Welcome! Like the book of the same name, this blog is an eclectic collection of Sherlockian scribblings based on more than a half-century of reading Sherlock Holmes. Please add your own thoughts. You can also follow me on Twitter @DanAndriacco and on my Facebook fan page at Dan Andriacco Mysteries. You might also be interested in my Amazon Author Page. My books are also available at Barnes & Noble and in all main electronic formats including Kindle, Nook, Kobo and iBooks for the iPad.

Tuesday, February 8, 2022

Finding the "Essence" of Sherlock Holmes

Another of the great speakers at Holmes, Doyle, & Friends is Liese Sherwood-Fabre, who has written both pastiches an many essays on Victorian topics. Let's ask her a few questions:

How and when did you first meet Sherlock Holmes?

I can’t truly pinpoint when I first met Sherlock Holmes. I know I used to watch the old black and white Basil Rathbone movies after school, and a lot of cartoon characters sport a deerstalker hat when “investigating” some incident. I distinctly remember reading “The Captain of the Polestar” in high school and learning Sir Arthur Conan Doyle wrote more than just Sherlock Holmes stories.


I re-read all the Sherlock Holmes tales as part of my research into his background for my own books, and now as a member of a scion, I’m re-reading cases at least once a month.

What keeps you coming back to Baker Street?

I find something new each time I re-read a story, and meeting discussions always provide even more insight than I gained on my own. Finding new tidbits keeps me returning to the cases all the time.

How and when did you become a Sherlockian, as opposed to a reader and fan of the tales?

I distinctly recall when I publicly declared myself a Sherlockian. I was at a mystery writers conference in 2018 and playing a trivia game at a conference icebreaker. When a question appeared about Arthur Conan Doyle, I was the first to raise my hand and gave a much more detailed answer than they were expecting. When the moderator remarked on my response, I said, “I’m a Sherlockian. Of course, I know that.”

You write a lot of articles about Victorian culture and history that appear in Sherlockian publications and then are collected in books. You also write pastiches. Which gets the strongest response?

I’ve sold more copies of the first case of young Sherlock Holmes, The Adventure of the Murdered Midwife, than I have of any other book, but the first volume of my essays comes in second (although it’s been out longer).

What is your philosophy of writing a pastiche?

I once was on a panel at 221BCon focused on writing about Sherlock Holmes where I argued there is an “essence” to the Sherlock character that must be observed when writing a pastiche. In addition to Watson’s list in A Study in Scarlet where he enumerates some of Sherlock’s characteristics, there is also his application of logic and science to solving mysteries—an innovative concept when these cases first appeared. Such traits keep the character true for the pastiche reader.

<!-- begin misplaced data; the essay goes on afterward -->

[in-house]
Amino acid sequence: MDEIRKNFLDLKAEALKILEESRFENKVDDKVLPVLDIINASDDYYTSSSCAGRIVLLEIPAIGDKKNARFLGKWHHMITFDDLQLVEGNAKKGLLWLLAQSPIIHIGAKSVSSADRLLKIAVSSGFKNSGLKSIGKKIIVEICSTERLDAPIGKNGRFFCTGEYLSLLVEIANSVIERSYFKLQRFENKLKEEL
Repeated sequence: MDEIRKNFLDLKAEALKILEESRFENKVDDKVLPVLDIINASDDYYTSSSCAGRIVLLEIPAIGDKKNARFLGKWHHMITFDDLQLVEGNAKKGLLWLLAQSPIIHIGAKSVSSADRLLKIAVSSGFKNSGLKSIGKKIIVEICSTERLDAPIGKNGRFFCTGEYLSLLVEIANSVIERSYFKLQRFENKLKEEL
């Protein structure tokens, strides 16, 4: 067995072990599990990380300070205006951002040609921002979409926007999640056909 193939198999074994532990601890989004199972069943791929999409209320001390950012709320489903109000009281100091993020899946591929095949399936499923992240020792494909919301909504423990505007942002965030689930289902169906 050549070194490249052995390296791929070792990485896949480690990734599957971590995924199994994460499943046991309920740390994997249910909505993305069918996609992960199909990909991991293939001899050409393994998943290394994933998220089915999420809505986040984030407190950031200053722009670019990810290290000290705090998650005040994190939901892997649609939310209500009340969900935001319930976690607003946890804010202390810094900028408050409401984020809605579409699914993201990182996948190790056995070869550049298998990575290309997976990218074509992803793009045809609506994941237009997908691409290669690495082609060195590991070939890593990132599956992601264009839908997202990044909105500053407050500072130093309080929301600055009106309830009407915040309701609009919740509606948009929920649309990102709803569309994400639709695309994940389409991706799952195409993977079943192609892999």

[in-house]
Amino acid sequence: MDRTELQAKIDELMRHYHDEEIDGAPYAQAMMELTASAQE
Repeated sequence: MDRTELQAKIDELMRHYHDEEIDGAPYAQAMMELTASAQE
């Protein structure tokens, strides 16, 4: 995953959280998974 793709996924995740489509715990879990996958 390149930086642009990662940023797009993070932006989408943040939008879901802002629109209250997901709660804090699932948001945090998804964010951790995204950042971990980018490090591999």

Beyond Sherlock and the other characters, there is also the time and place. Unless Sherlock is in an alternate universe or another time, appropriate language and manners must be observed. I spend a lot of time researching the Victorian period to provide the appropriate setting and feel.

After that, I have fun. I enjoy putting the characters into new places and situations in an effort to explore how they would react to them.

Beyond Holmes, what do you like to read?   

I’m a pretty eclectic reader, although I don’t do as much as I like. Certain authors, however, I will turn to when I come across one of their books. Jodi Picoult and Steve Berry are two. I have also been seeking to expand my reading to authors providing a different perspective of the world. Walter Mosley and Harlan Corben are examples of this. If I were to pick genres, I would say mystery and women’s fiction are my “go-to” categories.

To what Sherlockian groups do you belong?

Beyond the Crew of the Barque Lone Star, I am also involved in the Studious Scarlet Society, and have had an opportunity—thanks to the pandemic—to participate in Zoom meetings with several scions, including The Hansom Wheels, the Sherlockians of Baltimore, and The Sydney Passengers. I also contribute articles about Holmes and Victorian England to the newsletters of the following scions:

Sherlock Holmes Society of South Australia

Stormy Petrels of British Columbia

The Six Napoleons of Baltimore

Chester Baskerville Society

Sound of the Baskervilles

Barque of the Lone Star

The Hudson Valley Sciontists

The Hansom Wheels

Canadian Holmes

Passengers Log

Proceedings of the Pondicherry Lodge

Sherlockian-Sherlock.com (Hungary)

What does it mean to you to be part of the Sherlockian community?

I’ve found my “tribe.”

What’s something interesting about yourself that most people may not know?

I have been playing handbells since I was in middle school—not alone, but in a choir. It is one of the joys of my life. Most choirs are associated with churches, and I have been fortunate enough to usually have one in my home church. In college, I joined a choir in another denomination just so that I could continue to play.

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  1. Hello to my good friend, Liese! I don't delve much into Sherlock. However, her stories are wonderful, and her essays are superb.

    1. Thanks, Vicki! I love your sassy romantic suspense books, too!